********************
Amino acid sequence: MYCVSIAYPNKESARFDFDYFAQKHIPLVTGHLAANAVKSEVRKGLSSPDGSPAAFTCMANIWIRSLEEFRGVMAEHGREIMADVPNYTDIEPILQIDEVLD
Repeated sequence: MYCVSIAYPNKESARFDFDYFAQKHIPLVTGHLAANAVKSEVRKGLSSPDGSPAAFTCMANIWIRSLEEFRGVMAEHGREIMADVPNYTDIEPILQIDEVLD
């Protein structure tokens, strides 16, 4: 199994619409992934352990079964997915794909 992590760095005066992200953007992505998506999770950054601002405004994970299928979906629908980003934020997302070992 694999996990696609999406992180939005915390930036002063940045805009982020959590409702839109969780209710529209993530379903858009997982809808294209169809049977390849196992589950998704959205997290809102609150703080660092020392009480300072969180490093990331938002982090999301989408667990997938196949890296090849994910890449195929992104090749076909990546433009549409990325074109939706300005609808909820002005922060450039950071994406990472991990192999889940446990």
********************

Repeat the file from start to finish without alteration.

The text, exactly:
Amino acid sequence: MYCVSIAYPNKESARFDFDYFAQKHIPLVTGHLAANAVKSEVRKGLSSPDGSPAAFTCMANIWIRSLEEFRGVMAEHGREIMADVPNYTDIEPILQIDEVLD
Repeated sequence: MYCVSIAYPNKESARFDFDYFAQKHIPLVTGHLAANAVKSEVRKGLSSPDGSPAAFTCMANIWIRSLEEFRGVMAEHGREIMADVPNYTDIEPILQIDEVLD
């Protein structure tokens, strides 16, 4: 199994619409992934352990079964997915794909 992590760095005066992200953007992505998506999770950054601002405004994970299928979906629908980003934020997302070992 694999996990696609999406992180939005915390930036002063940045805009982020959590409702839109969780209710529209993530379903858009997982809808294209169809049977390849196992589950998704959205997290809102609150703080660092020392009480300072969180490093990331938002982090999301989408667990997938196949890296090849994910890449195929992104090749076909990546433009549409990325074109939706300005609808909820002005922060450039950071994406990472991990192999889940446990």